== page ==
Where I disagree with Ms. Coontz article is when she argues, "Marriage has been in a constant state of evolution since the dawn of the Stone Age. In the process it has become more flexible, but also more optional." Historically speaking this is simply untrue. While marriage and its expectations may vary across cultures, among the world's civilized cultures the definition of marriage has been fairly universal. One man and one woman bound together legally and morally and jointly prohibited from extra-marital sexual liaisons.
Furthermore, marriage in these civilized cultures represented and reinforced society's interest in the manner and place in which children came into being and were subsequently raised. The societal ideal was that couples marry, procreate and remain married for life in order to provide the best possible structure for the raising of healthy and productive children. This also ultimately served to regulate sexual behavior (procreative acts) thereby reinforcing a higher moral order.
Among civilized cultures marriage was by no means optional and this is where Ms. Coontz fails to acknowledge history. In every instance where marriage as a means of regulating sexual behavior became "optional" sexual immorality increased followed by increased family dissolution rates which inevitably produced a host of deleterious effects that contributed directly to that civilization's demise.
Ms. Coontz finally suggests that same-sex marriage is a natural step in the ongoing "evolution" of marriage and therefore should not be opposed. Of course this "evolution" is a first in all of human history since there never has been another culture to legitimize homosexual acts in this way.
I hasten to add that this so-called "evolution" of marriage has produced anything but improvement. The U.S., despite a two-decade drop, still has one of the highest divorce rates in the world and among Western nations the U.S. has the lowest percentage of children being raised by biological parents. Traditional marriage has already been "upended" as Coontz acknowledges and the facts are that marriage and the family are in serious trouble in America.
This matters because children deprived of this ideal family structure suffer the most and subsequently the society in which they ultimately live and reign. According to Dr. David Popenoe, the acclaimed Rutgers University sociologist, "children are highly dependent for their development and success in life on the family in which they are born and raised, and a convincing mass of scientific evidence now exists pointing to the fact that not growing up in an intact nuclear family is one of the most deleterious events that can befall a child."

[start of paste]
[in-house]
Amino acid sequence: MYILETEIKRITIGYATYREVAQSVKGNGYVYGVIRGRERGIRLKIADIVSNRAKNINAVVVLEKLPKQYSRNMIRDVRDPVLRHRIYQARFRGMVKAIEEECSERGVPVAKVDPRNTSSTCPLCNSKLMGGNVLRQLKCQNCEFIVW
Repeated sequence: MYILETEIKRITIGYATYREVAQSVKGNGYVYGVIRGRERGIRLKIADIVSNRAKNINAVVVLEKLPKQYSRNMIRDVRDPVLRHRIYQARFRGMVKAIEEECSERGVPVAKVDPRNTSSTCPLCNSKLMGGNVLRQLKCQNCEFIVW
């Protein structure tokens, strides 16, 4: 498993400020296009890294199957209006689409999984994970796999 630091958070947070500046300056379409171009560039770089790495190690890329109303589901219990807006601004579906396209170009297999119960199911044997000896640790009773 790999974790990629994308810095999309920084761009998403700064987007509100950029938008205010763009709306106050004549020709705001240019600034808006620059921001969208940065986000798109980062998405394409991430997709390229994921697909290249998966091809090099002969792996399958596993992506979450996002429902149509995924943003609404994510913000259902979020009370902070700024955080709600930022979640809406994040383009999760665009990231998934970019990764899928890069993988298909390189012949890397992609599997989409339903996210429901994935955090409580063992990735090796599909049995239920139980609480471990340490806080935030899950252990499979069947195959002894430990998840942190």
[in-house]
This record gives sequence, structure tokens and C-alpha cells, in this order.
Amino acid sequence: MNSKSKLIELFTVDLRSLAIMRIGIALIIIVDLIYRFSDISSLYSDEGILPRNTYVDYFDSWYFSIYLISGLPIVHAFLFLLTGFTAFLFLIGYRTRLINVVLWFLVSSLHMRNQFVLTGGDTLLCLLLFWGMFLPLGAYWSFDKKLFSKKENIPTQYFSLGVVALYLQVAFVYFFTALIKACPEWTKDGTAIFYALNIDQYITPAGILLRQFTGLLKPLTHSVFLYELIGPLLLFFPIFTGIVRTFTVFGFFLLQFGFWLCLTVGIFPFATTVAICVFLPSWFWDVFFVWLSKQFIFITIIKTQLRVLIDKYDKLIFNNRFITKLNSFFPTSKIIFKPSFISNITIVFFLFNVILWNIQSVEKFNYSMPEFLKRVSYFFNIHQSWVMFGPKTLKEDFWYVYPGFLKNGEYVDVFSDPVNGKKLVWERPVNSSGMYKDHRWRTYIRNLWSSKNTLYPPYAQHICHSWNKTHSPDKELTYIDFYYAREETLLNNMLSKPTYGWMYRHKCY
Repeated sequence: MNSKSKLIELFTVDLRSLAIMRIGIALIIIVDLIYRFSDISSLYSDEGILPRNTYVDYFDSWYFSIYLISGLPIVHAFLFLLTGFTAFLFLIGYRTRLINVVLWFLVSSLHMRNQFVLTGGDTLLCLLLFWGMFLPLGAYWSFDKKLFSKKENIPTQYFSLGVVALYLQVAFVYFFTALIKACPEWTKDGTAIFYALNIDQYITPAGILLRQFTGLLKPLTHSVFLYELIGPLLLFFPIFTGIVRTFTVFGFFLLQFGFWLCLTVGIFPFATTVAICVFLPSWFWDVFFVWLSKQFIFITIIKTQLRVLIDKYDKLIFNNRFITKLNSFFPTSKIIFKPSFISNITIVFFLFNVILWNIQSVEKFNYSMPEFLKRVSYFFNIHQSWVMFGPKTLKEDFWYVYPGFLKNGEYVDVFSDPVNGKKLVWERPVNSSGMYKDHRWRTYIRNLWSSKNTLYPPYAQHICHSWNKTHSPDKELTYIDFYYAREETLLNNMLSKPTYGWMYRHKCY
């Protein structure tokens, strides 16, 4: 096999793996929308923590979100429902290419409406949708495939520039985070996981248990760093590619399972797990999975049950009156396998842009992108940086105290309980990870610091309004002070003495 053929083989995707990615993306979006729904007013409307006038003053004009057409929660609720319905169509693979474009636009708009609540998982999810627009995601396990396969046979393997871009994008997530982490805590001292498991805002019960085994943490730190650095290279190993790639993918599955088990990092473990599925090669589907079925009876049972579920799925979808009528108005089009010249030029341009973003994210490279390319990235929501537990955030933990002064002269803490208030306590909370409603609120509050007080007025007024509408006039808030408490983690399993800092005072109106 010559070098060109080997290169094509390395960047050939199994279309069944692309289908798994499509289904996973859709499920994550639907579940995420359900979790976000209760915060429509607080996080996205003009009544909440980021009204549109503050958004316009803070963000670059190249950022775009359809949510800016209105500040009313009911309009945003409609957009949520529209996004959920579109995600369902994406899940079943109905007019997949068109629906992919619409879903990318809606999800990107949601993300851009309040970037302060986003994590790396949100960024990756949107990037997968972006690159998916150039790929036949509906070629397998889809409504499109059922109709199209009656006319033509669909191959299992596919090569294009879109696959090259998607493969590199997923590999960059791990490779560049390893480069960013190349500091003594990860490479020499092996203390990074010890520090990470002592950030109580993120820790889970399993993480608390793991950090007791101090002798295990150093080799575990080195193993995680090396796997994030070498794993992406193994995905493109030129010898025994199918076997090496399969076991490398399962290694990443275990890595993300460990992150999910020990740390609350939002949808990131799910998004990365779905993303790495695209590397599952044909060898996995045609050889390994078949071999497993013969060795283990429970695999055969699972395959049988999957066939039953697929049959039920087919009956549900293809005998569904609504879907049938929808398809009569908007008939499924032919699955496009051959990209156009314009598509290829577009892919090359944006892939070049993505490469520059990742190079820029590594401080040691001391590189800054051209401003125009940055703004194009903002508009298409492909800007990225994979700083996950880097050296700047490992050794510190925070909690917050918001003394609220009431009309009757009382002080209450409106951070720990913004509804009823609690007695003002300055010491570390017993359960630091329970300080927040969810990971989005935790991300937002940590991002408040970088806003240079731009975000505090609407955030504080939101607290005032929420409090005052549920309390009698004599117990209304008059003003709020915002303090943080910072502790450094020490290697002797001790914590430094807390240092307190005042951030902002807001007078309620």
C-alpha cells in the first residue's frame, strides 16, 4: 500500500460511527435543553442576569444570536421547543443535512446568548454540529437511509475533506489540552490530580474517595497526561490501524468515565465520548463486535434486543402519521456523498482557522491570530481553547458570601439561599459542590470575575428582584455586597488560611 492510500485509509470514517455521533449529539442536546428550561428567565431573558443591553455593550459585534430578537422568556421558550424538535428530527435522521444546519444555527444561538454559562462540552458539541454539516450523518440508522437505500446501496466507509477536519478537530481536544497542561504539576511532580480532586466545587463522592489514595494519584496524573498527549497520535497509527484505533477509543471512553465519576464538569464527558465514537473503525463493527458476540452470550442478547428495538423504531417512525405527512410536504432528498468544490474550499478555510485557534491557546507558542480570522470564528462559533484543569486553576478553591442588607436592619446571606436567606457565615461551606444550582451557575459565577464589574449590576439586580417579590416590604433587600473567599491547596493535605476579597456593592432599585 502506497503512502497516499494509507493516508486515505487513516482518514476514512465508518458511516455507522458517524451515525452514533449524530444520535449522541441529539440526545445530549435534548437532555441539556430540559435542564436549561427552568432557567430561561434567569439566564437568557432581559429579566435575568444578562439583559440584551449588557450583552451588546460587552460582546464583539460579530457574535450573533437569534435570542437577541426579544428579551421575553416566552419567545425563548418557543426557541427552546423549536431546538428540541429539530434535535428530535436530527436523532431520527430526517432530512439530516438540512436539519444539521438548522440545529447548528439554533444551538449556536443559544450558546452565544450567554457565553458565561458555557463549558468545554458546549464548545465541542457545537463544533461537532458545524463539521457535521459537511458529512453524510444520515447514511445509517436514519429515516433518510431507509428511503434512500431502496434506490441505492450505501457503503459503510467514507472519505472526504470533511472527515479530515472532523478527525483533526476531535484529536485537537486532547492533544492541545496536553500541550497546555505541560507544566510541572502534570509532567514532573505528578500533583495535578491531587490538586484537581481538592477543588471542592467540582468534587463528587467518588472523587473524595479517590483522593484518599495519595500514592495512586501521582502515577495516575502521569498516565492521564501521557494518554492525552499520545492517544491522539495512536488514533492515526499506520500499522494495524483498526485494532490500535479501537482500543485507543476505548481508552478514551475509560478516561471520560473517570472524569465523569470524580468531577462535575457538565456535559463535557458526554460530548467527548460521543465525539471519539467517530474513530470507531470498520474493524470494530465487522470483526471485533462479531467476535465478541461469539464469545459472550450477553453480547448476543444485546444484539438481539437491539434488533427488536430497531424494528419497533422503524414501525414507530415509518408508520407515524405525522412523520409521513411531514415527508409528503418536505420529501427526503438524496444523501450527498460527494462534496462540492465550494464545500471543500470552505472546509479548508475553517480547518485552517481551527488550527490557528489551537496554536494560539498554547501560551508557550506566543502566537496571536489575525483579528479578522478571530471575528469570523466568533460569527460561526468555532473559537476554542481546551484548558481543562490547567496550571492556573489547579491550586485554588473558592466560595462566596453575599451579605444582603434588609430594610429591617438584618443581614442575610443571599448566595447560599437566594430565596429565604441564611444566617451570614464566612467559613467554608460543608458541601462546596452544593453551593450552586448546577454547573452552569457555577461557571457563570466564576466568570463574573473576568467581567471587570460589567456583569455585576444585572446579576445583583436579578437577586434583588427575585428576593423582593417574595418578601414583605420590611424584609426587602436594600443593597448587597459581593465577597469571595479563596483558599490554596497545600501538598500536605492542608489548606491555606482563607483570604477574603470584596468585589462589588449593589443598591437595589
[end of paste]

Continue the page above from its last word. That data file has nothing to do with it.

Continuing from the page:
It is only because traditional marriage has fallen into this anemic condition that marriage between persons of the same-sex even becomes conceivable. Continuation down this present path will only further weaken our already fragile social commitment to the institution of marriage. Recall also that this devolution of marriage has taken place within just one generation - imagine the state of the family in one or two more generations in the wake of legalizing same-sex marriage.
Same-sex marriage will not strengthen our society's perception of and commitment to marriage, quite the contrary, same-sex marriage only reinforces the message that traditional marriage is outdated and that virtually any family form is acceptable.
Copyright 2005, National Coalition for the Protection of Children & Families. All rights reserved.
Statistics cited in this article were taken from David Popenoe, Ph.D. & Barbara Dafoe Whitehead, Ph.D., The State of Our Unions: The Social Health of Marriage in America 2002 & 2005 reports, The National Marriage Project; an initiative of Rutgers, The State University of New Jersey.
S. Michael Craven is the founder and President of the Center for Christ & Culture. The Center for Christ & Culture is dedicated to renewal within the Church and works to equip Christians with an intelligent and thoroughly Christian approach to matters of culture in order to recapture and demonstrate the relevance of Christianity to all of life. For more information on the Center for Christ & Culture, additional resources and other works by S. Michael Craven visit: www.battlefortruth.org
Michael lives in the Dallas area with his wife Carol and their three children.